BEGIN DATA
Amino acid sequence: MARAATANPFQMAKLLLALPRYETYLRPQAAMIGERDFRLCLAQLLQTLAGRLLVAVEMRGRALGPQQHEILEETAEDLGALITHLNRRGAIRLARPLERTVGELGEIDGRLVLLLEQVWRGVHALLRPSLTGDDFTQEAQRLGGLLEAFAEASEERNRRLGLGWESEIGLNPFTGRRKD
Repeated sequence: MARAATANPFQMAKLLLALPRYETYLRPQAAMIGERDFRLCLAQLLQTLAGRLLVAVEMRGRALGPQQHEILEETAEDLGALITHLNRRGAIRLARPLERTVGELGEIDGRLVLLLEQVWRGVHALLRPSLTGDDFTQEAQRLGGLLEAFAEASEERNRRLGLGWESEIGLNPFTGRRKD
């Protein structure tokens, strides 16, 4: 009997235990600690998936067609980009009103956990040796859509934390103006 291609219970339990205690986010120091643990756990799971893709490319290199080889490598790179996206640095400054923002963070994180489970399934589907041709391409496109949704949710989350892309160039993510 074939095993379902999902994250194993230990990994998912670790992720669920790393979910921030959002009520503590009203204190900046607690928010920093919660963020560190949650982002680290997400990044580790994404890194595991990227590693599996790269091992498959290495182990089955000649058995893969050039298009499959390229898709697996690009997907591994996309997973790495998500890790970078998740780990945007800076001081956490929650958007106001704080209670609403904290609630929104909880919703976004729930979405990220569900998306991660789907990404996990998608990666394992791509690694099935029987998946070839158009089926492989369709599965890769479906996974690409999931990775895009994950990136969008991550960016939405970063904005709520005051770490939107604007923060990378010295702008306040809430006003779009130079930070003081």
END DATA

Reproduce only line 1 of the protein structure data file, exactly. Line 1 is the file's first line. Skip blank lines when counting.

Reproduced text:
Amino acid sequence: MARAATANPFQMAKLLLALPRYETYLRPQAAMIGERDFRLCLAQLLQTLAGRLLVAVEMRGRALGPQQHEILEETAEDLGALITHLNRRGAIRLARPLERTVGELGEIDGRLVLLLEQVWRGVHALLRPSLTGDDFTQEAQRLGGLLEAFAEASEERNRRLGLGWESEIGLNPFTGRRKD